- BBC News World
The NGO Human Rights Watch (HRW) denounced the “very serious abuses” committed by members of the Colombian national police against protesters during the protests that have taken place in that country since April 2021.
In a statement issued on Wednesday, the human rights organization accused the security forces of using excessive and often brutal force against “mostly peaceful” protesters and assured that has documented numerous deaths, violent beatings, sexual abuse and arbitrary detentions.
“The human rights violations committed by the police in Colombia they are not isolated incidents of undisciplined agents, but the result of deep structural failures, “said José Miguel Vivanco, director for the Americas at HRW.
Vivanco called on the government to implement “serious” police reform and “ensure adequate oversight and accountability to prevent these abuses from happening again or going unpunished.”
The president of Colombia, Iván Duque, had already announced on June 6 a series of reforms to the National Police and the modernization of the Ministry of Defense – which governs that security institution.
Duque promised a “comprehensive transformation of the police”, concentrating on strengthening human rights training.
However, some opposition politicians, such as the representative of the Green Alliance, Juanita Goebertus, said that the reforms should be more profound, calling the announced measures “some necessary and others cosmetic.”
The Human Rights Watch report agreed on this, indicating that the proposed reforms are not enough to prevent human rights violations and guarantee justice for the abuses committed.
He highlighted the need for a clear separation between the police and the Ministry of Defense (Armed Forces) that create a civil institution and trained to respond to demonstrations in a respectful manner.
What does Human Rights Watch denounce?
For its report, the US-based human rights NGO said it had interviewed more than 150 people -by phone or videoconference- in 25 cities in Colombia.
These included victims, their families and lawyers, eyewitnesses, human rights groups and various government officials including the Vice President of the Nation, the Chancellor and the Director of the Police.
Of 68 reports of deaths that occurred since the start of the demonstrations, he was able to confirm that at least 34 occurred in the context of the protests (including those of two police officers).
HRW claims to have obtained credible evidence, some corroborated by video, that lPolice killed at least 16 protesters with firearms or bystanders, many intentionally.
He also reported beatings and excessive use of force. According to the Ministry of Defense, there were at least 1,100 cases of people who suffered injuries, but the NGO considers the number to be higher, documenting 17 violent beatings committed by the police, one of which resulted in the death of Elvis Vivas, of 24 years.
He highlighted the report of the Ombudsman’s Office that received complaints from two cases of rape by uniformed officers, 14 cases of sexual assault and another 71 cases of gender-based violence, including slapping and verbal abuse.
Attacks on the police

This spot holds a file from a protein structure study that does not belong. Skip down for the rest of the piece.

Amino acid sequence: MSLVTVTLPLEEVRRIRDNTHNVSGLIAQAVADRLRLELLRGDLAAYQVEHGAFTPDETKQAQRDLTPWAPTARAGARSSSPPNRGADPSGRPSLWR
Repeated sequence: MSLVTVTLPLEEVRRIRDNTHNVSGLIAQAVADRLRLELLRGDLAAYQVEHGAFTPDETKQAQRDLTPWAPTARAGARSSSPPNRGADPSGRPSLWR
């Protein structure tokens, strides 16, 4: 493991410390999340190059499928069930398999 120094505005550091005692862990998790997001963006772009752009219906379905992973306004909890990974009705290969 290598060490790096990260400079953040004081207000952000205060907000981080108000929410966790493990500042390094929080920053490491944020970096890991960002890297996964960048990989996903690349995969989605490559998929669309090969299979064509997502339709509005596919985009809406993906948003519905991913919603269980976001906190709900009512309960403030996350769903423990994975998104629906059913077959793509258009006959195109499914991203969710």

But the HRW report also condemned the violence against police officers. Although he assured that most of the demonstrations were carried out peacefully, he acknowledged that there were a series of serious acts against uniformed personnel, including attacks with Molotov cocktails, looting and burning.
The result, until June 2, is that more than 1,200 policemen were injured, at least 192 seriously, two dead and seven hospitalized, according to data from the Defense Ministry.
It was also mentioned the blockades of streets and roads for prolonged periods by the protesters that in some cases prevented the distribution of food and medicine or the circulation of ambulances, which in one case could have prevented the death of a newborn in the vicinity of the city of Cali.
However, Vivanco was emphatic: “Violence against police officers and blockades that prevent access to food or health services are absolutely unjustifiable, but cannot be a pretext for police brutality“, he pointed.
What recommendations does HRW make?
The HRW report drew up a long list of recommendations that are addressed to both President Iván Duque, the director of the National Police, Congress, the Prosecutor’s Office, the Attorney General’s Office and the Ombudsman’s Office.
The executive asks take immediate measures to guarantee the respect and protection of human rights, a comprehensive review of protocols and practices in crowd control, provide reparations to victims of police violence, and convene the committee created to verify arrests during demonstrations.
Among the measures that he suggests to legislators are the transfer of the police from the Ministry of Defense to the Ministry of the Interior (something requested by the representatives of the protesters) or to a new ministry and to reform the Penal Code to guarantee independent investigations of cases of violence perpetrated by police against civilians.
These investigation processes on the abuses committed during protests, the rendering of accounts and the creation of verification and monitoring committees were also recommended to the other State entities.
The Ombudsman’s Office was asked to ensure “strict, strong and intense” control over the abuses committed by the Mobile Anti-Riot Squad (ESMAD), to increase monitoring and public and periodic information on cases of human rights violations.
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Eddie is an Australian news reporter with over 9 years in the industry and has published on Forbes and tech crunch.